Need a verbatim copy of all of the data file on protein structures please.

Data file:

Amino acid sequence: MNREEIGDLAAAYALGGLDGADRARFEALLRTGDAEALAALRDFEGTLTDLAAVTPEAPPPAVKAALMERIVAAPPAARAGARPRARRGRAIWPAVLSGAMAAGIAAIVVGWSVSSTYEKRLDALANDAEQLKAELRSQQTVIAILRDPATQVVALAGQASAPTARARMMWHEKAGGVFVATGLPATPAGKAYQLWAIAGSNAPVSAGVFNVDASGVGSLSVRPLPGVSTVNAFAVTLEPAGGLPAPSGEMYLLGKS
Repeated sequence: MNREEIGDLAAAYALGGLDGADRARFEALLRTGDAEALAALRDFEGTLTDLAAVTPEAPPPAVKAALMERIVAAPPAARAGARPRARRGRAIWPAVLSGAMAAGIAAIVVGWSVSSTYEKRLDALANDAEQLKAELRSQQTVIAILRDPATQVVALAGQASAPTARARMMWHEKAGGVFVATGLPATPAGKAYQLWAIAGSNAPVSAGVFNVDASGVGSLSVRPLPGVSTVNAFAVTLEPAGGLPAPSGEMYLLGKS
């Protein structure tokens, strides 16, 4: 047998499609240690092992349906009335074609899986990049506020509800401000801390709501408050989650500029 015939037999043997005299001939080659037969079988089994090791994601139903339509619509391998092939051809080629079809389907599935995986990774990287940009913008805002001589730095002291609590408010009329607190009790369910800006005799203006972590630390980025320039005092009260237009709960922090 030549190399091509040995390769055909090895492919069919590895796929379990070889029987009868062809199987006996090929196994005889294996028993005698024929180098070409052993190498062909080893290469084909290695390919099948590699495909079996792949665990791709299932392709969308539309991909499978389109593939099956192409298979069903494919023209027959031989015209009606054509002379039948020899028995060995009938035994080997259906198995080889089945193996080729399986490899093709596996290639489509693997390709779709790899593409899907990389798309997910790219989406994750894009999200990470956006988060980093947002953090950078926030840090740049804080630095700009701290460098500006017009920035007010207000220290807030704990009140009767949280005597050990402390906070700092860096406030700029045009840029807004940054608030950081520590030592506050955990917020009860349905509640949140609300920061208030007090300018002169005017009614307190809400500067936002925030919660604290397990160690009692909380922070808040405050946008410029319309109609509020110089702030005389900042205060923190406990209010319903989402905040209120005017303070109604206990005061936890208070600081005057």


Amino acid sequence: MNREEIGDLAAAYALGGLDGADRARFEALLRTGDAEALAALRDFEGTLTDLAAVTPEAPPPAVKAALMERIVAAPPAARAGARPRARRGRAIWPAVLSGAMAAGIAAIVVGWSVSSTYEKRLDALANDAEQLKAELRSQQTVIAILRDPATQVVALAGQASAPTARARMMWHEKAGGVFVATGLPATPAGKAYQLWAIAGSNAPVSAGVFNVDASGVGSLSVRPLPGVSTVNAFAVTLEPAGGLPAPSGEMYLLGKS
Repeated sequence: MNREEIGDLAAAYALGGLDGADRARFEALLRTGDAEALAALRDFEGTLTDLAAVTPEAPPPAVKAALMERIVAAPPAARAGARPRARRGRAIWPAVLSGAMAAGIAAIVVGWSVSSTYEKRLDALANDAEQLKAELRSQQTVIAILRDPATQVVALAGQASAPTARARMMWHEKAGGVFVATGLPATPAGKAYQLWAIAGSNAPVSAGVFNVDASGVGSLSVRPLPGVSTVNAFAVTLEPAGGLPAPSGEMYLLGKS
């Protein structure tokens, strides 16, 4: 047998499609240690092992349906009335074609899986990049506020509800401000801390709501408050989650500029 015939037999043997005299001939080659037969079988089994090791994601139903339509619509391998092939051809080629079809389907599935995986990774990287940009913008805002001589730095002291609590408010009329607190009790369910800006005799203006972590630390980025320039005092009260237009709960922090 030549190399091509040995390769055909090895492919069919590895796929379990070889029987009868062809199987006996090929196994005889294996028993005698024929180098070409052993190498062909080893290469084909290695390919099948590699495909079996792949665990791709299932392709969308539309991909499978389109593939099956192409298979069903494919023209027959031989015209009606054509002379039948020899028995060995009938035994080997259906198995080889089945193996080729399986490899093709596996290639489509693997390709779709790899593409899907990389798309997910790219989406994750894009999200990470956006988060980093947002953090950078926030840090740049804080630095700009701290460098500006017009920035007010207000220290807030704990009140009767949280005597050990402390906070700092860096406030700029045009840029807004940054608030950081520590030592506050955990917020009860349905509640949140609300920061208030007090300018002169005017009614307190809400500067936002925030919660604290397990160690009692909380922070808040405050946008410029319309109609509020110089702030005389900042205060923190406990209010319903989402905040209120005017303070109604206990005061936890208070600081005057």